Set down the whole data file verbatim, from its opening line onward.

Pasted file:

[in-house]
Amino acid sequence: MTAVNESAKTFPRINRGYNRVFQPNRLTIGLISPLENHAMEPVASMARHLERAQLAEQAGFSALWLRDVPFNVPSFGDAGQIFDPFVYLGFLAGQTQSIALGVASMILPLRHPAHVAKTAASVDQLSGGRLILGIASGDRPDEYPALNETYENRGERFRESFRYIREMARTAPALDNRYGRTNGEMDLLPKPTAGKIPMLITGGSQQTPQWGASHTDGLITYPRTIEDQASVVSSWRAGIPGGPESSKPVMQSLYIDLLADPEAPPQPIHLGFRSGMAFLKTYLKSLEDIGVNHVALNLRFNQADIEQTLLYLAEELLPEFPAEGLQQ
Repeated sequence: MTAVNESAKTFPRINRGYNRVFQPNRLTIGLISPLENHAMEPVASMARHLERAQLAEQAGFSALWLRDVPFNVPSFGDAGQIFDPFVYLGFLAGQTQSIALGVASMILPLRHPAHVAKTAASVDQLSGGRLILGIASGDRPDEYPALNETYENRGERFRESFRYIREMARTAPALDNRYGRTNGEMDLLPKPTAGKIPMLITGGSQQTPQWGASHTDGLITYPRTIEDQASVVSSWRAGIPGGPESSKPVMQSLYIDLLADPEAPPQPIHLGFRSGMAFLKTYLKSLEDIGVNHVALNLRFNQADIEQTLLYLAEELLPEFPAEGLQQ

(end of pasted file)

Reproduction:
[in-house]
Amino acid sequence: MTAVNESAKTFPRINRGYNRVFQPNRLTIGLISPLENHAMEPVASMARHLERAQLAEQAGFSALWLRDVPFNVPSFGDAGQIFDPFVYLGFLAGQTQSIALGVASMILPLRHPAHVAKTAASVDQLSGGRLILGIASGDRPDEYPALNETYENRGERFRESFRYIREMARTAPALDNRYGRTNGEMDLLPKPTAGKIPMLITGGSQQTPQWGASHTDGLITYPRTIEDQASVVSSWRAGIPGGPESSKPVMQSLYIDLLADPEAPPQPIHLGFRSGMAFLKTYLKSLEDIGVNHVALNLRFNQADIEQTLLYLAEELLPEFPAEGLQQ
Repeated sequence: MTAVNESAKTFPRINRGYNRVFQPNRLTIGLISPLENHAMEPVASMARHLERAQLAEQAGFSALWLRDVPFNVPSFGDAGQIFDPFVYLGFLAGQTQSIALGVASMILPLRHPAHVAKTAASVDQLSGGRLILGIASGDRPDEYPALNETYENRGERFRESFRYIREMARTAPALDNRYGRTNGEMDLLPKPTAGKIPMLITGGSQQTPQWGASHTDGLITYPRTIEDQASVVSSWRAGIPGGPESSKPVMQSLYIDLLADPEAPPQPIHLGFRSGMAFLKTYLKSLEDIGVNHVALNLRFNQADIEQTLLYLAEELLPEFPAEGLQQ